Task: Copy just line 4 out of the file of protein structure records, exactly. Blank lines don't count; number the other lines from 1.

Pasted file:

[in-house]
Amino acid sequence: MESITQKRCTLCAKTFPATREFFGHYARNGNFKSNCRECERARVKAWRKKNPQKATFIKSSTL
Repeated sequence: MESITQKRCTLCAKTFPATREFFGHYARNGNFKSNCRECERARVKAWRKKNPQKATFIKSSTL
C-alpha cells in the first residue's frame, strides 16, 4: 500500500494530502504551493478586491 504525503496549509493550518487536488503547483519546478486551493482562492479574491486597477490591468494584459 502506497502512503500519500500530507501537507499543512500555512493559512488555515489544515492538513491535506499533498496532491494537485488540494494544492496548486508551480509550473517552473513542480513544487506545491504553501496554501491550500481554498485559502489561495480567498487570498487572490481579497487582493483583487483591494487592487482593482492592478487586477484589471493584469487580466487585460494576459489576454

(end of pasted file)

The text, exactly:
C-alpha cells in the first residue's frame, strides 16, 4: 500500500494530502504551493478586491 504525503496549509493550518487536488503547483519546478486551493482562492479574491486597477490591468494584459 502506497502512503500519500500530507501537507499543512500555512493559512488555515489544515492538513491535506499533498496532491494537485488540494494544492496548486508551480509550473517552473513542480513544487506545491504553501496554501491550500481554498485559502489561495480567498487570498487572490481579497487582493483583487483591494487592487482593482492592478487586477484589471493584469487580466487585460494576459489576454